DEMU No. 1305 is unique in being the very first and currently only Bluebell-owned passenger hauling diesel on The Bluebell Railway, with all other diesel locomotives based on the railway being privately owned. 1305 will be restored and maintained by the 1305 Thumper Group (running in a similar structure to that of the very successful Bluebell Railway Goods Division) saving time and personnel being taken away from the Bluebell Railway Carriage & Wagon department.

A date for the unit’s arrival at The Bluebell Railway is still being finalised with all parties concerned. A donations page is being created by The Bluebell Railway Trust and will be made available soon for those interested in donating to the group.

To find out more about 1305 and if you wish to get involved, contact Ben Wetherall at or please visit the 1305 Oxted Thumper Gang Facebook Page

For further information, please contact The Bluebell Railway PR team at or contact us on 01825 720800.

Bluebell Railway Gives Away Compartments On Its Spectacular SteamLights Service To Special Guests.

17th November 2022

As we approach the season of goodwill, the Bluebell Railway has marked the occasion by giving away selected compartments on the very special SteamLights service which began running on Friday 11th November 2022 and will run through to Sunday 8th January 2023.

SteamLights is a very special after dark experience at the famous heritage railway in Sussex. After an atmospheric lighting-up ceremony, passengers get on board the extraordinary steam train of lights which then sparkles its way through the Sussex countryside passing beautiful line side displays full of colour and light.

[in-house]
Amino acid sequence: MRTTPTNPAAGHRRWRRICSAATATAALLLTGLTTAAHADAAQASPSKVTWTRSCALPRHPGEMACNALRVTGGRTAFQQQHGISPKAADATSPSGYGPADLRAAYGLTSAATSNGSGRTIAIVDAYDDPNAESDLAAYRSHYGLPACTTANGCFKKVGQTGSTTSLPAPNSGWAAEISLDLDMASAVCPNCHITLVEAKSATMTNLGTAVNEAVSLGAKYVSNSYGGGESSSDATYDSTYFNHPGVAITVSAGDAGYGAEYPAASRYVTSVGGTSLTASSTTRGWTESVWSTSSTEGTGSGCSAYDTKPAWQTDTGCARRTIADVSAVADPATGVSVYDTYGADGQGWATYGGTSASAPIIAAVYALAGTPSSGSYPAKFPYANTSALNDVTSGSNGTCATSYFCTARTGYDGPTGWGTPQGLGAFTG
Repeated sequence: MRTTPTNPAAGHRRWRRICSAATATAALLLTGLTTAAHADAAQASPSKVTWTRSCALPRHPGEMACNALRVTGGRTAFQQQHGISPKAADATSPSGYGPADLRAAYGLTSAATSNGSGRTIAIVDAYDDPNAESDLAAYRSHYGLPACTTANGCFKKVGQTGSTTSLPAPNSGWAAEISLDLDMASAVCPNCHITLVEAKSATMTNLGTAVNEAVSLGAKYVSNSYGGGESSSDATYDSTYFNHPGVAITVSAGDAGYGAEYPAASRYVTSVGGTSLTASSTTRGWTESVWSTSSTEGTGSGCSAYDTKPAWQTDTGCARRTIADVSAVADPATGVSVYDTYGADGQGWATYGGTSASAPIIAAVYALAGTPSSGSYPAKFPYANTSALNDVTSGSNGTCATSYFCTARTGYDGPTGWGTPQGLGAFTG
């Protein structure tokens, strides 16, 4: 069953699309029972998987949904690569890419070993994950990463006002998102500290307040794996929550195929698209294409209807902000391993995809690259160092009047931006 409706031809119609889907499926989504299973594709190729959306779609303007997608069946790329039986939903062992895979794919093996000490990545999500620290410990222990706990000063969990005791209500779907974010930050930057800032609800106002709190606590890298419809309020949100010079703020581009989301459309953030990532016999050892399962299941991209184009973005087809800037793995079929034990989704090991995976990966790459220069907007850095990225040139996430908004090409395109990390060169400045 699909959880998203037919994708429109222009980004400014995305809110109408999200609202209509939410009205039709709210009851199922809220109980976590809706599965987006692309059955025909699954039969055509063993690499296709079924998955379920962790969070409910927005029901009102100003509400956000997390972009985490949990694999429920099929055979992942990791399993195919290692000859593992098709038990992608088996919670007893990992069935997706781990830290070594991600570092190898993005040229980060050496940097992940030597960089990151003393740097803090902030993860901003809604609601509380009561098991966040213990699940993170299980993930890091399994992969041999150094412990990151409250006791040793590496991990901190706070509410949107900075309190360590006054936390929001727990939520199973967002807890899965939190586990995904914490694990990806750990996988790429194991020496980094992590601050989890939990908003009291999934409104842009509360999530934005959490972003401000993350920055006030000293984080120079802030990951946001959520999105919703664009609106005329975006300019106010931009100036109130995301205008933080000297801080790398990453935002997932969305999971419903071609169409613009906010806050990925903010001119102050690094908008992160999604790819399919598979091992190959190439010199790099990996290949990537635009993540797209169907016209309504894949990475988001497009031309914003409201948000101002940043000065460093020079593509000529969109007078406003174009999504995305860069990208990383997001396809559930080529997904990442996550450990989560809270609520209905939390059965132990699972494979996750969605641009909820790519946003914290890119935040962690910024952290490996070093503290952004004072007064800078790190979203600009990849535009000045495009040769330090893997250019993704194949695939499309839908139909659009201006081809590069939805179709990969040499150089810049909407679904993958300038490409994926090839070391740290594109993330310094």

We were pleased to be in a position to offer some space on Sunday 13th of November and Friday 18th of November to individuals and families who might not be in a position to otherwise enjoy our fabulous SteamLights train.

Working with West Sussex County Council representatives, Ukrainian refugee hosts from local villages and a wonderful charity called Reaching Families which empowers families of children and young people with special educational needs and disabilities, we have filled three trains. To be able to see the pleasure and excitement of those children and adults and to give them such a wonderful start to the festive period has been an absolute honour”.

Lisa Boyle, Chief Operating Officer , The Bluebell Railway

The railway has given away 77 compartments seating either 6 or 8 people, tables for 4 people and various spaces in the wheelchair accessible carriage on three specific services with a value well in excess of £12,000.

During such difficult times with rising costs affecting all businesses and individuals, the railway is setting an example of how a local business can make the most of opportunities to support the Sussex community.

Adult and child residents of local West Sussex residential homes and approximately 70 Ukrainian refugees currently residing in the villages of Horsted Keynes, Highbrook, Newick and Chailey were among the invited guests. All free spaces were quickly booked up, and, unsurprisingly, demand outstripped supply.

SteamLights is a beautiful. magical experience lighting up the night sky, lifting spirits and brightening hearts. We are extremely grateful to the Bluebell Railway for inviting many local Ukrainian families who are sheltering from the extreme horrors of war to enjoy this amazing event. The evening was very special for them and they loved every minute. Thank you so much for your kindness and hospitality.”

Kay Yeowart MBE, Host